Lindens of Maxwell Arboretum: About

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On the American Linden
When the shade begins to be heavy and the midges fill the woods, and when the western sky is a curtain of black nimbus slashed by the jagged scimitar of of lightning, when the wood thrush seldom sings except after rain and instead the rain crow, our American cuckoo, stutters his weary, descending song--an odor teals upon the moist and heavy air, unbelievably sweet and penetrating.

It is an odor that comes from no bed of stocks, no honeysuckle. More piercing, yet less drugging, than orange blossoms, it is wafted, sometimes as much as a mile, from the flowers of the Linden. All odors have evocative associations to those who know them well--wild grape, wild Crab, wild rose, and honeysuckle. The odor of the Lindens in boom brings back to many of us the soaring wail of treetoads, the first fireflies in the dusk, the banging of June beetles on the window screens, the limpness of the flags on the Fourth of July, and all that is a boy's-eye view of those languorous first days of vacation from school.

As a wild tree, this Linden, or Basswood as lumbermen and farmers call it, grows sometimes as much as 130 feet tall, with a trunk 3 or 4 feet thick, forming a broadly round-topped crown with short, often pendulous branches. It flourishes in low woods, in company with White Elm, White Ash, and Cottonwood; formerly it often formed nearly pure groves in some spots. Today, though much reduced within its natural range, it is common in cultivation, as a street and lawn tree. There it has rivals in a number of Lindens of European origin, including many hybrids. Some of these are preferred for their pretty little leaves, and in their profusion of flowers. But none of them equals the American Linden in splendid stature--a tree completely benignant and well worthy of planting beside the door, to shade the roof with its lovely crown. The great heart-shaped leaves, though not so prettified as those of some exotic species, cast a deep cool shade. Rather unusually, it is the undersides of the leaves that are shiny, not the upper surface. When the cold wind that just precedes the advances of a summer thunderstorm rushes through the Lindens, the blades are flung over and shine unearthly bright against the black advancing skies.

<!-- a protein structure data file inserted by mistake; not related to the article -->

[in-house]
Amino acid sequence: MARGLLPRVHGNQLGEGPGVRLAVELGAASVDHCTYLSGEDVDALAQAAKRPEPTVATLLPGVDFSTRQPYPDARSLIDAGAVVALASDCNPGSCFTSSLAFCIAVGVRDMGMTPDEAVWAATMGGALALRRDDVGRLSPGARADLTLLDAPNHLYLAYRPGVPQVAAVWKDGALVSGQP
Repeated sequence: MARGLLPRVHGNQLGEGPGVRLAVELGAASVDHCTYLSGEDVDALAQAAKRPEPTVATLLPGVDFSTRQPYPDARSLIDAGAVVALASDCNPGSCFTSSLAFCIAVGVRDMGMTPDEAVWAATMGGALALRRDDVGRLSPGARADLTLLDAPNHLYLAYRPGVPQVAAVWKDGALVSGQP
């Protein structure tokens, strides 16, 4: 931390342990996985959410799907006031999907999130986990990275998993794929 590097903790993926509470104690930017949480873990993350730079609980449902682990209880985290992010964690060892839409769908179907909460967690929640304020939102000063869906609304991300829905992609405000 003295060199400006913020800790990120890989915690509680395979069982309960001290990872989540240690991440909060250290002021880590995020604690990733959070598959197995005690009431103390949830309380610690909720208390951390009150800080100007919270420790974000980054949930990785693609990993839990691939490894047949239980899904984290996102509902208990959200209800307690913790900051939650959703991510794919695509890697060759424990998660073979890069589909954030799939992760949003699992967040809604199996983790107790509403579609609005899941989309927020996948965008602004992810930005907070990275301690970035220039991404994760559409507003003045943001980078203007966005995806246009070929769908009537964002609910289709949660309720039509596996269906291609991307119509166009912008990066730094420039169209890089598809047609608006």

Bees, when the Lindens bloom, forsake all others and cleave only unto these flowers. The honey that they make of Linden nectar is white in color, with a rather strong flavor, but regarded as of high quality. Though to the shortness of the blooming period, about three weeks, is added the drawback that abundant honeyflows can be depended on only two or three years out of every five, yet when an unusually heavy flow comes, it yields enormous quantities.
---Donald Culross Peattie, A Natural History of Trees of Eastern and Central North America